For the first 10 days of my Arctic adventure I peeled 25-foot log poles, using a drawknife, in a clearing 50 yards from the new cabin site and prayed that the mosquitoes that swarmed around me would keep the grizzlies in the high mountains. Dad and Heimo worked down a narrow trail at the cabin site, swinging axes, notching logs, driving in 12-inch steel spikes, and practicing their Wisconsin accents. Since we arrived, my dad and Heimo (a former Wisconsinite) had been performing their own rendition of the musical “Guys On Ice”, making jokes about ditching da wife and heading to the tavern to thrown down a few PBRs and cheer on the Pack with da boys. Though their humor was pretty feeble, they cackled like little kids, and I admit that the first few times I laughed with them. But by day two, I was completely sick of it and eager, despite my fears, to get as far away from them as possible. Though Heimo said that with all the noise, an animal wouldn’t get within half a mile of us, this was my first time in the Alaskan bush and my head was full of big bad grizzlies. I wore a bear bell around my neck that clanged as I worked and had a loaded shotgun leaning against a nearby tree. But what saved me was Mumford and Sons. I turned the volume up on my Kindle and blasted them across the Arctic landscape.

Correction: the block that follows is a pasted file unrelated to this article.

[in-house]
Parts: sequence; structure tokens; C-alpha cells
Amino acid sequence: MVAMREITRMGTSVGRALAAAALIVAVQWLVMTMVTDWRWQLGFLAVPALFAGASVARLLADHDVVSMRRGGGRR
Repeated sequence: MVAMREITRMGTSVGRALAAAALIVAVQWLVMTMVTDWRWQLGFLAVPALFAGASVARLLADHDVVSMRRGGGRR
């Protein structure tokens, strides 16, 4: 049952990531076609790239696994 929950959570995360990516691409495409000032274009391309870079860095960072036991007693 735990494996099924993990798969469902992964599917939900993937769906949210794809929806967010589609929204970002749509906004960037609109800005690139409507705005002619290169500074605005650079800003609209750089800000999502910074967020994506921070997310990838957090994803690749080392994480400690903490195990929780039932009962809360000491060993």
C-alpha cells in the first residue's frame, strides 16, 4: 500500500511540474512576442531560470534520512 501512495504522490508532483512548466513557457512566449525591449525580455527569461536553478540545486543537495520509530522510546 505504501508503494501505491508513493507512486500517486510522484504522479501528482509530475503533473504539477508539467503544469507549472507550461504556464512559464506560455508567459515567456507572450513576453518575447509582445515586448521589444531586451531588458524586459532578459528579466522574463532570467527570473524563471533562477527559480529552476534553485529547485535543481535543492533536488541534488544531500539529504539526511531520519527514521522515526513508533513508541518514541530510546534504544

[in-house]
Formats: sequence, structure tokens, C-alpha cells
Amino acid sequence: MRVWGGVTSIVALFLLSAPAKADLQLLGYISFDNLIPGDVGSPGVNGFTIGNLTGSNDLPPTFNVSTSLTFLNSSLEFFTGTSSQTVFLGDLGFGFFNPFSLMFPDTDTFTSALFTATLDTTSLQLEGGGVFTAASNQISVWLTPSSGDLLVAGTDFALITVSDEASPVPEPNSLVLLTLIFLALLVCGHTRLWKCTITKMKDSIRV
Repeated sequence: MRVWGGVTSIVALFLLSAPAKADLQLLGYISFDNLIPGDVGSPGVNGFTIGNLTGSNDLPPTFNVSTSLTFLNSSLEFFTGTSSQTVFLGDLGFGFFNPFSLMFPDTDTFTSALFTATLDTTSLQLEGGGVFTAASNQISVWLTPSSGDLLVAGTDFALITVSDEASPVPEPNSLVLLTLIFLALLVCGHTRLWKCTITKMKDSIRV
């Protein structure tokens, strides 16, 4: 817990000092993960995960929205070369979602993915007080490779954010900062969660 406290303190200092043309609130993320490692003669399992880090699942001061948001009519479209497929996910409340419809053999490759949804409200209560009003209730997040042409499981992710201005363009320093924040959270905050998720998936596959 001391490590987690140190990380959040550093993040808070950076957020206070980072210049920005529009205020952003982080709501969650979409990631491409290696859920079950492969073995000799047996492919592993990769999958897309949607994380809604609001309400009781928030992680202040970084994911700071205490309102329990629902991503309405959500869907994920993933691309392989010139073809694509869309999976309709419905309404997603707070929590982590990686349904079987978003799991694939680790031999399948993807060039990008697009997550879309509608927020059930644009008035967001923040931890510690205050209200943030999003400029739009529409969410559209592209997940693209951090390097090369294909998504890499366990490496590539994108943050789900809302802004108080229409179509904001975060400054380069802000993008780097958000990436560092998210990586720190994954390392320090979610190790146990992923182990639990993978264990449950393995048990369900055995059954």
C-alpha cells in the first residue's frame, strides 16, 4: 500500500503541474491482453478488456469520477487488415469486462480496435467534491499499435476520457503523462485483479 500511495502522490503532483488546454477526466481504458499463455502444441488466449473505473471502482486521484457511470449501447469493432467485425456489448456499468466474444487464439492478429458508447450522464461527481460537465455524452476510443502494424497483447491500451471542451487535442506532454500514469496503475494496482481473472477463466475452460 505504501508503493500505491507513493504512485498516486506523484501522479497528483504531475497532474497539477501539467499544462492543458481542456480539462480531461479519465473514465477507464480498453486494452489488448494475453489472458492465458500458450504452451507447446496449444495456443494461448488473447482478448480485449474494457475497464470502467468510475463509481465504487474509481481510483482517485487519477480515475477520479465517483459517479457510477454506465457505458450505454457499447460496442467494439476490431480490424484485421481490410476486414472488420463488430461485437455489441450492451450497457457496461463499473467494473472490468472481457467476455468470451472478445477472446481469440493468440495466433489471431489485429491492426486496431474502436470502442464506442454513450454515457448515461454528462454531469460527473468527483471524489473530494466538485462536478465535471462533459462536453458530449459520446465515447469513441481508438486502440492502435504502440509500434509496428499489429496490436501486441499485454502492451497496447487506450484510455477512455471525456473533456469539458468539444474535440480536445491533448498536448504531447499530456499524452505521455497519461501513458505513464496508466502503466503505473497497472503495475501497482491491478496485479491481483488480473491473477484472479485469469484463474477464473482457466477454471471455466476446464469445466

Do bears like British rockers?